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Brian Clark Uses A Number Of Techniques To Dramatise The Euthanasia

3139 words - 13 pages

Brian Clark uses a number of techniques to dramatise the Euthanasia
Debate in his play, Who's Life is it Anyway

Brian Clark uses a number of techniques to dramatise the Euthanasia
Debate in his play, "Who's Life is it Anyway". Euthanasia is the means
by which a person has the freedom of choice over whether they live or
die. In the play there are two main arguments concerning this issue.
One argument saying that a patient has the right to make this decision
of life and death and on which disagrees and says the patient should
not have this choice.

Two characters in the play represent the two central arguments. First
of all there is Ken, Ken believes that he should have the right to
choose to die, it is his life, he says that his whole life before his
accident was sculpture, and now that he cannot sculpt because he is
paralysed below his neck, he will never be able to sculpt again: 'I'm
almost completely paralysed and always will be. I shall never be
discharged by the hospital.' According to Ken his life is already
over: 'Of course I want to live but as far as I am concerned, I'm dead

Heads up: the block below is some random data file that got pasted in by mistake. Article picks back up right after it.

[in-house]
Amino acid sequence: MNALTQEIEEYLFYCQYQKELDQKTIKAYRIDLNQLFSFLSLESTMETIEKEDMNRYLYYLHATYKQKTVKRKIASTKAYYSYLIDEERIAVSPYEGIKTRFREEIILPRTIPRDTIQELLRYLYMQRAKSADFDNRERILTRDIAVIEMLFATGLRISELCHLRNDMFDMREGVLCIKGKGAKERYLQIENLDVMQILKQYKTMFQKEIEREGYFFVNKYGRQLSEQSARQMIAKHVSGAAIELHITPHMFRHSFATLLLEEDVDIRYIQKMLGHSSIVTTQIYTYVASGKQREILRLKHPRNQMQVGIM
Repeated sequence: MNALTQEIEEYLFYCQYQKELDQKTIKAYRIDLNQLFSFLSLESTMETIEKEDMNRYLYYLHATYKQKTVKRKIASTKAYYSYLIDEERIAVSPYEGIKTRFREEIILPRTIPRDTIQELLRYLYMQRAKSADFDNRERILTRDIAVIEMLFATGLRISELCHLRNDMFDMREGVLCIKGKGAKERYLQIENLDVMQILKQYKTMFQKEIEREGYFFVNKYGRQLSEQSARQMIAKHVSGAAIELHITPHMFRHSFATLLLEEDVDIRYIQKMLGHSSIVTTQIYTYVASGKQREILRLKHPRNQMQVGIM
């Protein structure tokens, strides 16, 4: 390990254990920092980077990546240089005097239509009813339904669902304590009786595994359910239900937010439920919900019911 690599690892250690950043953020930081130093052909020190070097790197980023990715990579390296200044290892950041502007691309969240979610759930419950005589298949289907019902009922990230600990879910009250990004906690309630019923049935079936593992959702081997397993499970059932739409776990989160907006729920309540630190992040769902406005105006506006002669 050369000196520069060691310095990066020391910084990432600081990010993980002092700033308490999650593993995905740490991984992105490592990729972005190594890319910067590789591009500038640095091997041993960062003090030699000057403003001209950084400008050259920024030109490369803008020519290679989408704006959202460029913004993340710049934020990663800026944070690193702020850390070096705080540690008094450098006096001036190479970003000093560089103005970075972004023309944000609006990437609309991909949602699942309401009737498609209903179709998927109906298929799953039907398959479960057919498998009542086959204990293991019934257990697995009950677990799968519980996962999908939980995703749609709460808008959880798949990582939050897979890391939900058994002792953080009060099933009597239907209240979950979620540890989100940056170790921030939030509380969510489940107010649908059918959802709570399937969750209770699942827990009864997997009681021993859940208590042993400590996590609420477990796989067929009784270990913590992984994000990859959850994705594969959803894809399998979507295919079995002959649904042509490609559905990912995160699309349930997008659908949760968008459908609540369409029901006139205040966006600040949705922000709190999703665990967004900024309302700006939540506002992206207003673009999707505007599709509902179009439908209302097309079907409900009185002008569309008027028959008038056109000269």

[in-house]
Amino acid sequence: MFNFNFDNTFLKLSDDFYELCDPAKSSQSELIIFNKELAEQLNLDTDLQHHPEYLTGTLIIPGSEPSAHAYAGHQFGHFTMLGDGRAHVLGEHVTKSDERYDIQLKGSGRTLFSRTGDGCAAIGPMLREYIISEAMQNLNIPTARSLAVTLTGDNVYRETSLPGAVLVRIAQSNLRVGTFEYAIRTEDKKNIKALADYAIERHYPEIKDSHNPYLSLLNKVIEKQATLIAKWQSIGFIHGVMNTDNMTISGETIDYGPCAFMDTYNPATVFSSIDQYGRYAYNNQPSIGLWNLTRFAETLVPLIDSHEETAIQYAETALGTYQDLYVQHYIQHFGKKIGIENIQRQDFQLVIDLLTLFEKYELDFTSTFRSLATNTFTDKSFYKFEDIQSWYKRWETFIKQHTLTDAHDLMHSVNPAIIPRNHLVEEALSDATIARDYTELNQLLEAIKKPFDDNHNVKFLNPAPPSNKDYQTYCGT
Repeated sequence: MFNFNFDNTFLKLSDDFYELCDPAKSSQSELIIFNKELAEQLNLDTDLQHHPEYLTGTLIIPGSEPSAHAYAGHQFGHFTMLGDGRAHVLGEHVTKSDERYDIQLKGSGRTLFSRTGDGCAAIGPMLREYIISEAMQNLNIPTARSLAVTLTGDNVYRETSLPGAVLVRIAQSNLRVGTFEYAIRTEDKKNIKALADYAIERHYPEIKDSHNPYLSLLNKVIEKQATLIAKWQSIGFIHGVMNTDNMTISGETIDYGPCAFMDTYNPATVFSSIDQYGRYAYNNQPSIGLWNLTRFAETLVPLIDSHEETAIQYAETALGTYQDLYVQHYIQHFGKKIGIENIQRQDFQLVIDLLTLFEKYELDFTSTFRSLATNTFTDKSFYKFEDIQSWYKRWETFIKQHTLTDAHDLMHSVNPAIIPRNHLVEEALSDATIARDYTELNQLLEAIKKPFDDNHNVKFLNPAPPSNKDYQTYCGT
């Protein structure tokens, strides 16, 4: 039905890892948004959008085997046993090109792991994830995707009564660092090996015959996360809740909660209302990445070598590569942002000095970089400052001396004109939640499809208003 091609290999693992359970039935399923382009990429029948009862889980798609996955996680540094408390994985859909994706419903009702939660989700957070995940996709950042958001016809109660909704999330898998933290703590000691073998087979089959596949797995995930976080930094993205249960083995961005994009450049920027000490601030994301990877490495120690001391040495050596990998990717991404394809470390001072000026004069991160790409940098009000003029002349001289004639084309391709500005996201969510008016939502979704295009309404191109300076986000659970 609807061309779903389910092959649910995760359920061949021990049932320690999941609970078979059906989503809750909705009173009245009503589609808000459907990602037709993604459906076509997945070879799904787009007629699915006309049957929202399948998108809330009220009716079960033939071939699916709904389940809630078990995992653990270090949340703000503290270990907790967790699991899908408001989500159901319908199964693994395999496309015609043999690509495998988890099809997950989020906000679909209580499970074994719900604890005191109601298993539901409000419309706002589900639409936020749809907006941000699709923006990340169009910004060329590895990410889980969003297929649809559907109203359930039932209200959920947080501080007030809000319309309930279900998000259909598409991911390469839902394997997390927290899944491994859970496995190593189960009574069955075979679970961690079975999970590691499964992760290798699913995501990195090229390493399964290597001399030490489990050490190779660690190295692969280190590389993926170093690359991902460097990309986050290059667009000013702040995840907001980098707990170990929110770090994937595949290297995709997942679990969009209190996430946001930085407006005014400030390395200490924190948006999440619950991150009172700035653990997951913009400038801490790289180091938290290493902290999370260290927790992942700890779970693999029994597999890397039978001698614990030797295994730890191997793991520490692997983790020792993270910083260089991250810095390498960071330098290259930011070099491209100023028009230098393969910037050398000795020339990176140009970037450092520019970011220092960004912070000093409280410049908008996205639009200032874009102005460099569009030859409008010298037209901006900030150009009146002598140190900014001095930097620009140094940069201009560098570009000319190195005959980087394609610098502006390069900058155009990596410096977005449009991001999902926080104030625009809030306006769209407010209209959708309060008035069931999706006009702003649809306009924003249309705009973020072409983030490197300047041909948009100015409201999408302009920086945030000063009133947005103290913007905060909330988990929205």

already…I cannot accept this condition constitutes life in any real
sense at all.' 'Any reasonable definition of life must include the
idea of it being self-supporting.' Ken only wants the dignity in
death: 'each man must make his own decision. And mine is to die
quietly with as much dignity as I can muster'. Ken also argues that he
is not asking his lawyer to make a choice over his life or death, just
to represent his views to the hospital: 'I'm not asking you to make
any decision about my life and death, merely that you represent me and
my views to the hospital.' Ken argues that the real matter to be
discussed is the indignity at not having a choice in the matter: 'The
cruelty doesn’t reside in saving someone or allowing them to die. It
resides in the fact that the choice is removed from the man concerned.'

After Ken's argument we have a doctor from the old-school of medicine,
who is much more interested in saving people's lives than listening to
how they feel or the rights and choices they should or could have,
they are only interested in black and white medical science, and not
interested in the grey and mentally and emotionally challenging areas.
Dr. Emerson argues that Ken is a human life, and allowing that human
life to die is a waste of a human life: 'Mr Harrison is now physically
stable. There is no reason why he should die.' Dr. Emerson knows that
if Ken is discharged as he would like to be he would definitely die: 'he
couldn’t last a week out of here.' He knows however that Ken has an
argument that could stand up in court and win, would have to admit Ken
under the Mental Health Act if he wants this life to be, as Dr.
Emerson sees it, "saved". 'Can't you see that Mr Harrison is suffering
from depression? He is incapable of making a rational decision about
his life and death.' The two arguments both seem to...

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